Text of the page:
* Go equipped. Take your own resources.
Photocopy plans and props just in case the school photocopier is on the blink.
* Check what information you will be given about the class prior to the lesson. Use this to inform your planning and teaching.
* Keep it simple but ensure you show differentiation in plans and tasks.
Have an alternative activity up your sleeve in case what you've planned isn't working .
* Make it interactive - avoid lengthy monologues - pupils and staff will soon switch off. Keep the class involved with hands-on activities and open questions.
* Show enthusiasm. Be positive but avoid blanket praise - children know when they're being patronised.
* You are allowed to have a sense of humour; in fact, most schools would view this as a vital pre-requisite. Once your nerves settle, try to make it fun.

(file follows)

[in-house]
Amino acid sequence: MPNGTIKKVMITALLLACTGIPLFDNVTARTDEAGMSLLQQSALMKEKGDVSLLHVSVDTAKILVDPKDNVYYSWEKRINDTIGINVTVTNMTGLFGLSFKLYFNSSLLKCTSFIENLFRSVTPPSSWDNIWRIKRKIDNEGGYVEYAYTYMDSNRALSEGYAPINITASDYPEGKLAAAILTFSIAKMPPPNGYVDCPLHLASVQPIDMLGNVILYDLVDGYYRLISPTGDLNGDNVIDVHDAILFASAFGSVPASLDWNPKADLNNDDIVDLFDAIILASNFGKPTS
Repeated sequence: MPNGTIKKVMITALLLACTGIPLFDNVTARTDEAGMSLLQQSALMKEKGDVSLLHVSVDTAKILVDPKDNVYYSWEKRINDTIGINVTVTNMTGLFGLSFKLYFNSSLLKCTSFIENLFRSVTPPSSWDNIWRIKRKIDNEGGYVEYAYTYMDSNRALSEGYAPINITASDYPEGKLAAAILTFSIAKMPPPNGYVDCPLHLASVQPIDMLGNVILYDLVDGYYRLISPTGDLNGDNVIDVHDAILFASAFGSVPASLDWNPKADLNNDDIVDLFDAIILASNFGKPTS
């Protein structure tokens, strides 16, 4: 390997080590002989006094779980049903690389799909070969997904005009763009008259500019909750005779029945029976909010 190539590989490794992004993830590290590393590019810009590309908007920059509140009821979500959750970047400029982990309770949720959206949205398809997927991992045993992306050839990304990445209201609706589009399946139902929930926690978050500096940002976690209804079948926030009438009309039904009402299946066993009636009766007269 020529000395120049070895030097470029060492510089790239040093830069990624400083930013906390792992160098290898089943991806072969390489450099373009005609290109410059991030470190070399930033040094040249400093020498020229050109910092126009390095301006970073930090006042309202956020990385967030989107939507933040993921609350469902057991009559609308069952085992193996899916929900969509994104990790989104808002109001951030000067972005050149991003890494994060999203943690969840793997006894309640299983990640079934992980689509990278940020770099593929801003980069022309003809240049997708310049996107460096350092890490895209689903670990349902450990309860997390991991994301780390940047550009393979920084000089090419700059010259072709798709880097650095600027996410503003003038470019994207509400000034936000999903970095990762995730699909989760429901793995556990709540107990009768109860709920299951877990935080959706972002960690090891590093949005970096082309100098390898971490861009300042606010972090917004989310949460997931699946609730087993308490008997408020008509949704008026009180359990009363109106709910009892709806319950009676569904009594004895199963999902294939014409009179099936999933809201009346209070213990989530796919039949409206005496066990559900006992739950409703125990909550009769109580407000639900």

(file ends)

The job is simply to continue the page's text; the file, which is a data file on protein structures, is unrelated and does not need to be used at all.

* Choose comfortable and appropriate clothes. A suit may look good at interview but is it practical in the classroom?
* Do address behaviour issues - have a number of strategies you can use and check school procedures.
* Practice makes perfect - rehearse your planned lesson, preferably with a colleague who is likely to give you constructive feedback. This is a good confidence builder.